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Disclosure and Barring


  1. Introduction
  2. Barred Lists and Referral
  3. Criminal Records Checks
  4. Regulated Activity

    Further Information

    Amendments to this Chapter

1. Introduction

In December 2012, the Disclosure and Barring Service (DBS) replaced the Independent Safeguarding Authority and the Criminal Records Bureau.

The DBS aims to ensure that unsuitable people do not work with Children or Adults at Risk, whether in paid employment or on a voluntary basis.

The provision in section 35 of the UK Safeguarding Vulnerable Groups Act 2006 that requires employers in the health, care and education sectors in England to make referrals to the DBS about their (former) employees, in certain circumstances, have not been extended to Jersey although work is ongoing with authorities in the UK with a view to extension of the provisions. In Jersey, therefore, any referrals to the DBS must be considered in the context of the Data Protection (Jersey) Law 2005 and the framework of the Human Rights (Jersey) Law 2000.

2. Barred Lists and Referral

There are two barred lists maintained by the Disclosure and Barring Service:

  • Persons barred from working with children;
  • Persons barred with working with Adults at Risk.


  • A person who is barred from working with children or Adults at Risk should not work or volunteer, or try to work or volunteer, with those groups;
  • Advice should be sought from Human Resources and legal advice may be required from the Law Officers Department if an organisation is concerned they may knowingly employ someone who is barred from working with those groups;
  • An organisation must consider informing the Disclosure and Barring Service if a member of staff or a volunteer is dismissed because they have harmed a child or adult at risk, or would have been dismissed if they had not left the organisation and advice from the Law Officers Department must be sought before any referral is made.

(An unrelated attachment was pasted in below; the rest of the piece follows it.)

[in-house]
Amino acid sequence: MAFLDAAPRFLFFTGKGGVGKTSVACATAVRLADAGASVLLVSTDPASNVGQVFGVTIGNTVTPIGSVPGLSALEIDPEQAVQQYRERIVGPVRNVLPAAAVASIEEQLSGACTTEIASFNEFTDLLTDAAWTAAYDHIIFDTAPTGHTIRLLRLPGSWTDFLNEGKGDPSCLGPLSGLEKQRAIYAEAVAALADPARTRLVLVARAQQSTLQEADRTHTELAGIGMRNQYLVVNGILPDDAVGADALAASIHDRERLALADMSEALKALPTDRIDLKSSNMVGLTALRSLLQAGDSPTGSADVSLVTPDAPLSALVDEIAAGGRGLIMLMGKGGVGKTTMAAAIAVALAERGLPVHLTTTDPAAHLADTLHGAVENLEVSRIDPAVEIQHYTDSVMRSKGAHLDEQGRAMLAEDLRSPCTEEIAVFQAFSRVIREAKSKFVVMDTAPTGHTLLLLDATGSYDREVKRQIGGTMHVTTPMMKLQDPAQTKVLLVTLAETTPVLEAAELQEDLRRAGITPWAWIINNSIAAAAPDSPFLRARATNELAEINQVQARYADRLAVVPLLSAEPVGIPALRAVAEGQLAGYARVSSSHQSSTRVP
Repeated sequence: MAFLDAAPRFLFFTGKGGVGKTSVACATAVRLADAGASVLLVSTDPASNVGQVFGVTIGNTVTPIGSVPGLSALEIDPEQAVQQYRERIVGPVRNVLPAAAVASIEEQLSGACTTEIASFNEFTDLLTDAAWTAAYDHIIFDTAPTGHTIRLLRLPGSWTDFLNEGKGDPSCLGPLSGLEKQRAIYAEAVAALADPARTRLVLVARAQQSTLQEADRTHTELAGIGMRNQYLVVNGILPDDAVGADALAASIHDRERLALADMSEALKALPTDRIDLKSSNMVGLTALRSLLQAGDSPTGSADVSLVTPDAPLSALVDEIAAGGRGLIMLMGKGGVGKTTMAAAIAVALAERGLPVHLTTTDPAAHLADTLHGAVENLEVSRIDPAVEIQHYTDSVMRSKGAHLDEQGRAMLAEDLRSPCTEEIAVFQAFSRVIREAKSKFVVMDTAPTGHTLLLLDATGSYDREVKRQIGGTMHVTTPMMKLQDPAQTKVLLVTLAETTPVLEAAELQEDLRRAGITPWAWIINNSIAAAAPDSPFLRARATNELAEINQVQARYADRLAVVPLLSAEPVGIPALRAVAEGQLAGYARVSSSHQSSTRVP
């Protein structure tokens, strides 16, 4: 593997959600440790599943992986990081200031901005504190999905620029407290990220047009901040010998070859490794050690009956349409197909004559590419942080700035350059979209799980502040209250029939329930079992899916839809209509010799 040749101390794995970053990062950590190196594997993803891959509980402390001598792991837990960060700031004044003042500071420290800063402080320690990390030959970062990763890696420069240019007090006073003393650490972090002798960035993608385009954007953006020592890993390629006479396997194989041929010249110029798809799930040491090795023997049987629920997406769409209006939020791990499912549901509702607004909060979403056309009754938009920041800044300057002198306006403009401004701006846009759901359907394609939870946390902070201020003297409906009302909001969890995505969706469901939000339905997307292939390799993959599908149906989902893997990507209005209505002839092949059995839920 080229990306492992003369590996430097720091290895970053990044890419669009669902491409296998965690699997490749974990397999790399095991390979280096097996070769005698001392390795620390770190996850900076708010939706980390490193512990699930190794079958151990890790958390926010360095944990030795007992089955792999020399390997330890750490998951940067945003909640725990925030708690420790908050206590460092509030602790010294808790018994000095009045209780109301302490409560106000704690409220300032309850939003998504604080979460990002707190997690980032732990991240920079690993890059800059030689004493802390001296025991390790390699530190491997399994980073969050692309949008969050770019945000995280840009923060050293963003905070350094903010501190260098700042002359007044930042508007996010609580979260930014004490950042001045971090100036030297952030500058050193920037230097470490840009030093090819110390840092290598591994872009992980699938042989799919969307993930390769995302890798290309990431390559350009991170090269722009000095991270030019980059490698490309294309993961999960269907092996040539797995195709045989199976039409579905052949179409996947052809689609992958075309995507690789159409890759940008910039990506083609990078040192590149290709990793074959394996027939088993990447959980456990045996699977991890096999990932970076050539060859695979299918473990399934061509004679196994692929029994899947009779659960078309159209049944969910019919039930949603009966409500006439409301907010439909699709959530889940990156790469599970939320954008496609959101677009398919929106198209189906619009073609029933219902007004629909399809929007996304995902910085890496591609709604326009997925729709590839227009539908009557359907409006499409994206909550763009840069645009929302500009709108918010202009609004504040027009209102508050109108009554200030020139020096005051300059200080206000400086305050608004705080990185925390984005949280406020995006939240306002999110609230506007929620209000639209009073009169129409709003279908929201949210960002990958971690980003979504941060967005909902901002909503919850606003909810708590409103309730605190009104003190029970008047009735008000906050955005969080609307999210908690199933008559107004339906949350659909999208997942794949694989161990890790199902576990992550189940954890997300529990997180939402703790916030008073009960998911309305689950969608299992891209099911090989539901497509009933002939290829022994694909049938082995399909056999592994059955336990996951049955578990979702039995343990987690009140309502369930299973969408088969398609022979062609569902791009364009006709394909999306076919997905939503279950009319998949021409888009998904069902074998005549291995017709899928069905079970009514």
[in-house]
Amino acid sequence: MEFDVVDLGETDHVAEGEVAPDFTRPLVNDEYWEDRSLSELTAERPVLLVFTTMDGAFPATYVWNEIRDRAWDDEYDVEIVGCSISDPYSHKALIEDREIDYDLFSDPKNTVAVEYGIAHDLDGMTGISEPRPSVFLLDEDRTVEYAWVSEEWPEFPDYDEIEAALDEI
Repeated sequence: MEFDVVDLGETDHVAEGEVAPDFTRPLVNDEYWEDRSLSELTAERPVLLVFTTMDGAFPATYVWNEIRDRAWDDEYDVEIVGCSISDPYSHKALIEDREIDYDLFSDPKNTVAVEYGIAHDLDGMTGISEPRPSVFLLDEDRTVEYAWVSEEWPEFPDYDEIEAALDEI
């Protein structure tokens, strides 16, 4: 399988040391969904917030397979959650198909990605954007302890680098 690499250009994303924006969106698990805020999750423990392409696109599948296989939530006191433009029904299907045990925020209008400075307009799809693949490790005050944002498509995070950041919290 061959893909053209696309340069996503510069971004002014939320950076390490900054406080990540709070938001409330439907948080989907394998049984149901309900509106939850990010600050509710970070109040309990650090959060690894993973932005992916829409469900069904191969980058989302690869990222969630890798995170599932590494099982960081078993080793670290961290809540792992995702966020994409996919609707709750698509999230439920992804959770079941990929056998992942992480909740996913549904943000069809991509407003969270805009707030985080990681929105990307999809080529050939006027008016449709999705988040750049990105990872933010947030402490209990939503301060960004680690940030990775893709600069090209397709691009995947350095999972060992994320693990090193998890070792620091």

For further information see the Disclosure and Barring Service website.

3. Criminal Records Checks

The Disclosure and Barring Service aims to help Jersey employers make safer recruitment decisions by identifying candidates who may be unsuitable for certain types of work, by way of criminal records checks.

These can be either a standard or enhanced disclosure depending on the duties of a particular position or job. In addition to information about a person's criminal record, an enhanced disclosure contain details of whether a person is recorded as barred from working with children or Adults at Risk; this is not so with a standard disclosure.

There is an optional Disclosure and Barring Service Update Service. Instead of a new criminal records/Barred Lists check being necessary whenever an individual applies for a new paid or voluntary role working with Adults at Risk, individuals can opt to subscribe to the online Update Service. This will allow them to keep their criminal record certificate up to date, so that they can take it with them from role to role, within the same workforce.

Employers do not need to register, but can carry out free, instant, online status checks of a registered individual’s status. A new DBS check will only be necessary if the status check indicates a change in the individual’s status (because new information has been added).

4. Regulated Activity

Regulated Activity is work which involves close and unsupervised contact with vulnerable groups including children and adults at risk and which cannot be undertaken by a person who is on the Disclosure and Barring Service's Barred List.

Caption: further information

Further Information

DBS Checking Service Guidance

See also the Disclosure and Barring Service website.

Jersey uses the Disclosure and Barring Service (DBS) to help employers make safer recruitment decisions. The Rehabilitation of Offenders (Exceptions) (Jersey) Regulations 2002 lists the types of work, employment or professions eligible for a DBS check. To make a DBS application, you should obtain a form from the person who informed you of the need for a check.

Amendments to this Chapter

This chapter was added to the manual in June 2015.